A sign at the Maine Turnpike rest stop in West Gardiner points out the electric vehicle charging station. Credit: Jessica Piper / BDN

WEST GARDINER, Maine — A regular gallon of gasoline was still priced at $4.14 at the Maine Turnpike rest stop in West Gardiner on Saturday.

But while dozens of cars pulled through the Citgo station over a few hours, the nearby electric vehicle charging station sat empty.

High gas prices in recent months have further highlighted the appeal of electric vehicles, which had already seen growing demand in Maine for several years. With the transportation sector accounting for more than half of greenhouse gas emissions here, broad adoption of electric vehicles is also central to the state’s climate goals.

Under Gov. Janet Mills, the state has set ambitious targets including having 219,000 electric passenger vehicles on the road by 2030 as part of an effort to reduce emissions 45 percent. Electric vehicle sales have shot up in recent years as the state has upped financial incentives and installed charging infrastructure.

But recent global supply chain problems have also forced Mainers into long waits for both plug-in hybrid and battery-electric cars, as well as traditional gas-powered vehicles. That is an annoyance for customers, but also poses a broader challenge as the state looks to increase the number of electric vehicles on the road here sixfold in the next few years.

“We’re in a really interesting and challenging dilemma in that we have these very aggressive EV and climate goals, and we have inflation and high gas prices, which would normally make EVs very attractive,” said Jeff Marks, senior policy advocate at the Acadia Center, an environmental nonprofit. “But then you have these supply inventory issues that are really holding things back.”

The number of electric vehicles registered in Maine more than doubled from 2018 to 2021, state data show. But the current total, around 6,000 cars, is still a far cry from the state’s 2025 goal of having 41,000 such cars on the road.

Electric vehicle purchases in Maine rose rapidly in the first half of 2021, accounting for roughly 3.7 percent of new passenger vehicle sales from January through June, up from 1.5 percent in 2020. But sales slowed in the second half of the year due to decreased inventory.

“There aren’t enough cars,” said Adam Lee, chairman of the board at Lee Auto Malls who is himself an electric vehicle owner.  “It doesn’t matter how many people want to buy them if we can’t supply the cars.”

The problem isn’t unique to Maine. Global demand for electric vehicles has driven up the costs of key minerals, such as nickel and lithium. President Joe Biden invoked a federal law month to boost domestic production of minerals needed for vehicle batteries, but the effects of that order will take time.

When the supply chain issues are resolved is “anybody’s guess,” said Molly Siegel, program director for Efficiency Maine, the quasi-state agency that oversees programs aimed at reducing greenhouse gas emissions.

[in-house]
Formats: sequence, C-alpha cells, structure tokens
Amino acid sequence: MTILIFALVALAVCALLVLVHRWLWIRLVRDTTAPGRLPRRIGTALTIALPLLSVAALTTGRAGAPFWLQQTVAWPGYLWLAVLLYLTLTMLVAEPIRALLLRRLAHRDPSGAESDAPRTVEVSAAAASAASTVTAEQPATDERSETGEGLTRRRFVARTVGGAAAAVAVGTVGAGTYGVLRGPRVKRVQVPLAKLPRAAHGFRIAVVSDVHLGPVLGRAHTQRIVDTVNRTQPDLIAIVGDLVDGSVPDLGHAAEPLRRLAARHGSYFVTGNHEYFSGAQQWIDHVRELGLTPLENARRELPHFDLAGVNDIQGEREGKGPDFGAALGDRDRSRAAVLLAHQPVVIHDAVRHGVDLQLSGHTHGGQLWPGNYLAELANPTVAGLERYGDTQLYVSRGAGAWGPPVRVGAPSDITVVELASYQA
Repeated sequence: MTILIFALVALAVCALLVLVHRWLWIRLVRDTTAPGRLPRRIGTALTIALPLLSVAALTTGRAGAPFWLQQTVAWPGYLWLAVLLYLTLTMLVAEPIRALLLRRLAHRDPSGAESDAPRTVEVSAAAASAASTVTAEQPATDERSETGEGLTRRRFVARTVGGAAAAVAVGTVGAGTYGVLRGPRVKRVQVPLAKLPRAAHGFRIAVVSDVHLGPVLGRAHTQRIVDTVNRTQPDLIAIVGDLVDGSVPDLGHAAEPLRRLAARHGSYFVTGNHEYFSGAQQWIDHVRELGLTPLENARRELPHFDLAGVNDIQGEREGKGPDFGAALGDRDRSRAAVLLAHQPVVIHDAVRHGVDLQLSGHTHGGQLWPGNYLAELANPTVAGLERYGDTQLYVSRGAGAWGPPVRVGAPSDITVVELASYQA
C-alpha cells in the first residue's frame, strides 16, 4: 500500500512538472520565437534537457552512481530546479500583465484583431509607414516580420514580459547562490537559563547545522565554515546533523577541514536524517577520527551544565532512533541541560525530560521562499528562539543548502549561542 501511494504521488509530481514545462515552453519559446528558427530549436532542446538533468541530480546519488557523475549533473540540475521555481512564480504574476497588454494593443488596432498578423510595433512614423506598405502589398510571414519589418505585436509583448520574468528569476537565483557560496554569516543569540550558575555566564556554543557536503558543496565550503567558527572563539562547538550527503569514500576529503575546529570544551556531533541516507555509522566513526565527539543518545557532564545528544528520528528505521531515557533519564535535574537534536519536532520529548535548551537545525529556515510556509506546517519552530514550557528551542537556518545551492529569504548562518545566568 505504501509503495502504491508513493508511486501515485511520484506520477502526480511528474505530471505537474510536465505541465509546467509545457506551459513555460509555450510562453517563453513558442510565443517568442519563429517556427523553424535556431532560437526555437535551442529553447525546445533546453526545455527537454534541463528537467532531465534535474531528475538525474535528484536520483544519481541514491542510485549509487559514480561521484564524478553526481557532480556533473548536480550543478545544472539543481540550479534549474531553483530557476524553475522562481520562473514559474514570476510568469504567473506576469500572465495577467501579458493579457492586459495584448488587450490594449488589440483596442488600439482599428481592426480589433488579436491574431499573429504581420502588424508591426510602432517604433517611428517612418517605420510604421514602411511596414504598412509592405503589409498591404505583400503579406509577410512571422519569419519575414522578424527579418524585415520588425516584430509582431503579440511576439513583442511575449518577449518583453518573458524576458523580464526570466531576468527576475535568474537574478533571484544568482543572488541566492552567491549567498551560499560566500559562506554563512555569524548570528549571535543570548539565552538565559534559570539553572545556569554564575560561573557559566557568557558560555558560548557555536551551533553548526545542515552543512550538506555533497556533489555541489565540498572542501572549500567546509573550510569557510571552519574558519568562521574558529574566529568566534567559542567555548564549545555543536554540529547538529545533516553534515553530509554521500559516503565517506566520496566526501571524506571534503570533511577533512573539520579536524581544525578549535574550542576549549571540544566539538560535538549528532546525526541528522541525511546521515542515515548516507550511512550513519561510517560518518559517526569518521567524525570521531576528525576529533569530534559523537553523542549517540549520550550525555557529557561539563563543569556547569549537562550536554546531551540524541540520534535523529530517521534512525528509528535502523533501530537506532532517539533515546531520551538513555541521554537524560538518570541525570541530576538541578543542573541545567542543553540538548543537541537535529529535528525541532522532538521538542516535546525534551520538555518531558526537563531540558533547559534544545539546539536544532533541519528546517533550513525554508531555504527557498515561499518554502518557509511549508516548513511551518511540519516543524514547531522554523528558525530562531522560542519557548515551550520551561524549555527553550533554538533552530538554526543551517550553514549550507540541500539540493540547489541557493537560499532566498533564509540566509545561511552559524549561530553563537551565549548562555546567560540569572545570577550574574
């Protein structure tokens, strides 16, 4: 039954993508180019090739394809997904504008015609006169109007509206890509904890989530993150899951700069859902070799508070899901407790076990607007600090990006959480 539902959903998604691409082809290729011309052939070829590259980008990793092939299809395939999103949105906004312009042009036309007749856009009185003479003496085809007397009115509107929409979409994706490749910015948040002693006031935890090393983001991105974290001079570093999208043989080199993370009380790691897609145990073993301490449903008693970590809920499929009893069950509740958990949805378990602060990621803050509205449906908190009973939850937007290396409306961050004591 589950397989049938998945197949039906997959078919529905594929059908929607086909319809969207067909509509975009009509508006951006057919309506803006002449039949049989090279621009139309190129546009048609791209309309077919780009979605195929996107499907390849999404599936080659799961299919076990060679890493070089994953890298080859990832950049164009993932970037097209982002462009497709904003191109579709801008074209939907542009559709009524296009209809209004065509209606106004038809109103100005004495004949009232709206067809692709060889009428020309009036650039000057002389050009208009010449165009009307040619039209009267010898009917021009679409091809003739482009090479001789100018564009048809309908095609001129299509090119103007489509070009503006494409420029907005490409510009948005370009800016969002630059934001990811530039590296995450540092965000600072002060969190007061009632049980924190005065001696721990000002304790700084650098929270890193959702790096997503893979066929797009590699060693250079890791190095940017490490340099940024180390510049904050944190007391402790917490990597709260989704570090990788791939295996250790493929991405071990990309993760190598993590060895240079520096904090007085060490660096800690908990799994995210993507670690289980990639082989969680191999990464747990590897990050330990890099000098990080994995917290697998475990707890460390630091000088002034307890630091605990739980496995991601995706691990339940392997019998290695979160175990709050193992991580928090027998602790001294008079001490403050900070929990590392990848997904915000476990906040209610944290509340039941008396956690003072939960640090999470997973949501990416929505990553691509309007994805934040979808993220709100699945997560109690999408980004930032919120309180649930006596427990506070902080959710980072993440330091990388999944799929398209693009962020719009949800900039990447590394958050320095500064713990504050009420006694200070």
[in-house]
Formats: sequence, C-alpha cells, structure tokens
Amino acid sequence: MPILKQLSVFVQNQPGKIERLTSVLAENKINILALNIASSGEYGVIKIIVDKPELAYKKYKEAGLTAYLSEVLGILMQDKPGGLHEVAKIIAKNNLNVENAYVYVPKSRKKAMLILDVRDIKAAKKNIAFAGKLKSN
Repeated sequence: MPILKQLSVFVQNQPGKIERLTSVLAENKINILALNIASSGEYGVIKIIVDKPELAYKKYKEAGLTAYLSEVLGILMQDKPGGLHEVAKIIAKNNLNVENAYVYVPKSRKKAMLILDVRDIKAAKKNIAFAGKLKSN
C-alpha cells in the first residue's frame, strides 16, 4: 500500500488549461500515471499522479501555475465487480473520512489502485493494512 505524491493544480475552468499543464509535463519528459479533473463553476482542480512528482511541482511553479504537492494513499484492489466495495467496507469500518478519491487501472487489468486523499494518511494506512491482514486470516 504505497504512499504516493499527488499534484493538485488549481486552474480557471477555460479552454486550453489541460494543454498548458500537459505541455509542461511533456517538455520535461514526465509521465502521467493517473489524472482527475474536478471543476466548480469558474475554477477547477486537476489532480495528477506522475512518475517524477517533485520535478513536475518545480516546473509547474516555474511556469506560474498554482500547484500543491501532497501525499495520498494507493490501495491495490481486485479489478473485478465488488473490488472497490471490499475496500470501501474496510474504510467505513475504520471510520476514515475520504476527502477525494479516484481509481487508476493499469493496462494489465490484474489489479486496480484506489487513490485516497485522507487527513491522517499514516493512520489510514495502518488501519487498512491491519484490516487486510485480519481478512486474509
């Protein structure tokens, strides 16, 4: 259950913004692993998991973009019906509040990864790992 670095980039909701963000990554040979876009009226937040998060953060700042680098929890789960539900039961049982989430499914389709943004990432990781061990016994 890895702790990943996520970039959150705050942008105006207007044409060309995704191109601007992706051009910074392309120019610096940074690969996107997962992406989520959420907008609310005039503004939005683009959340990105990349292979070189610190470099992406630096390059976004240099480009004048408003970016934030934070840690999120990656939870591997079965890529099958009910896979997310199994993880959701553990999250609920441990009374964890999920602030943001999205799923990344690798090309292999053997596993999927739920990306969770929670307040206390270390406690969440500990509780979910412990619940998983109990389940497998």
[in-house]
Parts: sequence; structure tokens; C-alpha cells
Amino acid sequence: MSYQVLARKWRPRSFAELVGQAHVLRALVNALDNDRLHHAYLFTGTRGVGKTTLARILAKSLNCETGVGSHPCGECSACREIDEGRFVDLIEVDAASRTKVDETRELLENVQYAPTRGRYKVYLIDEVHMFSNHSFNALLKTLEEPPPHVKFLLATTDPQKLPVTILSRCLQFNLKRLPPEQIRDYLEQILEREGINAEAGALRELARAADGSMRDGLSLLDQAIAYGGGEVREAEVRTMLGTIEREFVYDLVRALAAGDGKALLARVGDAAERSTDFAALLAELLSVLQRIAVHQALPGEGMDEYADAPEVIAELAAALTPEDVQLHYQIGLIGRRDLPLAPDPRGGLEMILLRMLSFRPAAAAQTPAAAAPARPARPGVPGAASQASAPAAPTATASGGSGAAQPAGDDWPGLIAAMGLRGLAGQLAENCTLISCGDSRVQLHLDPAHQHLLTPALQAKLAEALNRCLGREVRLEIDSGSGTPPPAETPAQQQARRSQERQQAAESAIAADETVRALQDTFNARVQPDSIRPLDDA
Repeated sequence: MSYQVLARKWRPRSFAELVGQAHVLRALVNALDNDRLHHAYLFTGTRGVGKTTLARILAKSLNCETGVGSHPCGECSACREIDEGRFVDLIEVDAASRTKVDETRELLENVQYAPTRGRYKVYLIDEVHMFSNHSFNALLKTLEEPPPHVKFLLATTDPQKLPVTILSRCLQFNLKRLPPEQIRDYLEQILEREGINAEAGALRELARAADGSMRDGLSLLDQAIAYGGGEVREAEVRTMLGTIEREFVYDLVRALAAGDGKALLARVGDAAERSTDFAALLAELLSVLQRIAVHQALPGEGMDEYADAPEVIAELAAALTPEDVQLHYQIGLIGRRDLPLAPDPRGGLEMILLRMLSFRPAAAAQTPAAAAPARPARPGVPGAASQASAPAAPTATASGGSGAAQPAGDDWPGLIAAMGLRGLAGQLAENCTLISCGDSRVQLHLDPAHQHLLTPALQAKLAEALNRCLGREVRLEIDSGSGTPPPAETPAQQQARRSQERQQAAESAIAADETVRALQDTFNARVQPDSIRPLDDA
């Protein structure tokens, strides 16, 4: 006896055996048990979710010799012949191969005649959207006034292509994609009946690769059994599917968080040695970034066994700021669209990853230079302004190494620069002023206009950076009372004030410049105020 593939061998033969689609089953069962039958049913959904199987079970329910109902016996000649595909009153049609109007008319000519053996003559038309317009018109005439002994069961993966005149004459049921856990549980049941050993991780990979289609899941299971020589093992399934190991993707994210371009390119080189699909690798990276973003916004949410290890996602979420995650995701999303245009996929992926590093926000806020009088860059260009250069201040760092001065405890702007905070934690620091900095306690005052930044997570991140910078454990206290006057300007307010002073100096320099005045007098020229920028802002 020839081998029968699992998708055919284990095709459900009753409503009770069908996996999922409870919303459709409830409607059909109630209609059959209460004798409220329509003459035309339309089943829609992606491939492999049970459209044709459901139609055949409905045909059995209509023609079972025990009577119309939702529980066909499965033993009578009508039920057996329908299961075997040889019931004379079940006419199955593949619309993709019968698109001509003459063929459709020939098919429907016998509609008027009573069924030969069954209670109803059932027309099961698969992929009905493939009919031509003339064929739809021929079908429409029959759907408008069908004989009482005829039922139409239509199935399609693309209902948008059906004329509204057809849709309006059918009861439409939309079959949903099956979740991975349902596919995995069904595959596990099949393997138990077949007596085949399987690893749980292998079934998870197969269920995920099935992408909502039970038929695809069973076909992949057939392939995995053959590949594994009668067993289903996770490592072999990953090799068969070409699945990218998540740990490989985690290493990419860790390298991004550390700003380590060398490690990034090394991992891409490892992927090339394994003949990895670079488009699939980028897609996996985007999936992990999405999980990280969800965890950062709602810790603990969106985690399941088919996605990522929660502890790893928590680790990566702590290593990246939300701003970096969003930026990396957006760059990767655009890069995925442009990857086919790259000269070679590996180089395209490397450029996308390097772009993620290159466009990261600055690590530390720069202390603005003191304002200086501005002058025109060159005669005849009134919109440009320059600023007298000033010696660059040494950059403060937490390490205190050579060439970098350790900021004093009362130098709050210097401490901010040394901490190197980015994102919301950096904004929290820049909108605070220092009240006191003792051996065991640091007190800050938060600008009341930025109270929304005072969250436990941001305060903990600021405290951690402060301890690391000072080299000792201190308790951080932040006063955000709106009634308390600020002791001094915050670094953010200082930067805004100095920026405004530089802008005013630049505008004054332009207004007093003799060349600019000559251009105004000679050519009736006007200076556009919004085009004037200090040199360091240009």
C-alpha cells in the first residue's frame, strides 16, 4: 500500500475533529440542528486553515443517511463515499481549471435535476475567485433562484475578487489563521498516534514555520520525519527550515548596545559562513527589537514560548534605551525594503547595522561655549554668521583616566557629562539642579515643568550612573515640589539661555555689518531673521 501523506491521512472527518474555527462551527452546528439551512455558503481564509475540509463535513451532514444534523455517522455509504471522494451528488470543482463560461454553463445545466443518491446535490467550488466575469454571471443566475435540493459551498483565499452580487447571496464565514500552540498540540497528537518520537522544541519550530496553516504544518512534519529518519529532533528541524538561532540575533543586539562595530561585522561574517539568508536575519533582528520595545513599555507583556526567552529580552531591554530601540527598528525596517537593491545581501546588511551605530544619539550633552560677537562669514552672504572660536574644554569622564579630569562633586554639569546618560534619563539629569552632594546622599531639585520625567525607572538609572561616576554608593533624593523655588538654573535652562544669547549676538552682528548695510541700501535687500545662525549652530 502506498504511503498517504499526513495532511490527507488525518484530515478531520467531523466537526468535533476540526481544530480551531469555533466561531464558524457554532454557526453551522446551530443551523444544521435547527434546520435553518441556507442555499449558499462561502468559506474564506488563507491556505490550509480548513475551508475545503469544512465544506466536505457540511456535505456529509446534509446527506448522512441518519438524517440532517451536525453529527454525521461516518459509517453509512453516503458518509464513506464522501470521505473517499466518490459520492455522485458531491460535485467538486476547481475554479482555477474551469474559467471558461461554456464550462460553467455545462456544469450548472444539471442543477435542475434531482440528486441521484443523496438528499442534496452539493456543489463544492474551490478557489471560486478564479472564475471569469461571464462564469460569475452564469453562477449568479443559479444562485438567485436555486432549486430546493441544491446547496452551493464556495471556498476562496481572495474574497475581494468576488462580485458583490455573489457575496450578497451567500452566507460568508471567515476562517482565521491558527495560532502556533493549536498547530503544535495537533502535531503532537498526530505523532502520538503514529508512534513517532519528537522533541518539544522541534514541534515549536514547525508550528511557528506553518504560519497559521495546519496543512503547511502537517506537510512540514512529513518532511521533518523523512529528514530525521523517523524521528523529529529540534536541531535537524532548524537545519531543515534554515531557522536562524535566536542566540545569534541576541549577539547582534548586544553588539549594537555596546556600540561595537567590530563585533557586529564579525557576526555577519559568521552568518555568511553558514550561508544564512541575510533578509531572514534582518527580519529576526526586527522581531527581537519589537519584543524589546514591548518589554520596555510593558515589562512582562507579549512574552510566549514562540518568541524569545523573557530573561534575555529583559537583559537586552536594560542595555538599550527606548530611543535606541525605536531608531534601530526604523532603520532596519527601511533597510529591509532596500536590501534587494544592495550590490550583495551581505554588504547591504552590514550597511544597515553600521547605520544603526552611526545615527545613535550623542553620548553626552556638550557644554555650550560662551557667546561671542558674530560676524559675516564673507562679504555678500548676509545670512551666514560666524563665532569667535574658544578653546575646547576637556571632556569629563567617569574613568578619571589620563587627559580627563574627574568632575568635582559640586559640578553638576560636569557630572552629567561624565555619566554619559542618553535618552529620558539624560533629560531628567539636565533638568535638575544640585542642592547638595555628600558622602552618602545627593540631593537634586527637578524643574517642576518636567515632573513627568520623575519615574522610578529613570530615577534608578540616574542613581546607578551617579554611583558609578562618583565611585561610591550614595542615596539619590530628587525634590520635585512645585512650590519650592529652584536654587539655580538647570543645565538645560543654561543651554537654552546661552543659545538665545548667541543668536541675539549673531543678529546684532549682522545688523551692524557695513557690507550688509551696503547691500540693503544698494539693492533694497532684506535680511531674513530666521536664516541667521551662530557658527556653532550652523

“It’s very complicated, because the supply chain includes battery materials, minerals [and] chips, so it’s really hard to say when that will let up,” Siegel said. “It will eventually let up, but we don’t know if that’s going to be six months, or a year, or two years.”

While supply chain challenges are largely out of the state’s control, Efficiency Maine has been working to install charging stations on key travel corridors and offering grants to help businesses, municipalities and multi-family dwelling units set up charging stations. On Friday, Mills announced that Bangor will receive $50,000 to install additional public charging stations as part of a smattering of Earth Day grants to municipalities.

Efficiency Maine also offers rebates for purchases of new electric vehicles, reducing vehicle costs by up to $2,000 for most consumers, $5,500 for low-income families and $7,500 for municipalities and nonprofits.

Although supply chain issues may mute the short-term effect of these programs on electric vehicle sales, the greater charging availability could make electric vehicle adoption easier for consumers down the line. Such programs also aim to make access to electric vehicles more equitable.

Electric vehicle purchases have largely been concentrated in wealthier parts of the state. Among municipalities with at least 1,000 people, the towns of Cape Elizabeth and Cumberland had the highest concentration of electric vehicles as of 2020, state data show.

Helping low- and middle-income Mainers install home charging systems will be key to broader electric vehicle adoption, said Jonathan Rubin, an economics professor at the University of Maine whose research focuses on energy and transportation issues. He noted that Maine generally has an old housing stock, with many homes not equipped for rapid charging.

Improving access to electric vehicles for Mainers in other parts of the state would also help with the state’s climate goals, because rural residents are even less likely to have access to public transportation, he noted.

Rubin got a battery electric vehicle of his own, a Volkswagen ID.4, a few months ago. It shipped from Germany eight months after he had ordered it.

“We’re making good progress,” he said. “But to get 200,000 vehicles in eight years is a big challenge.”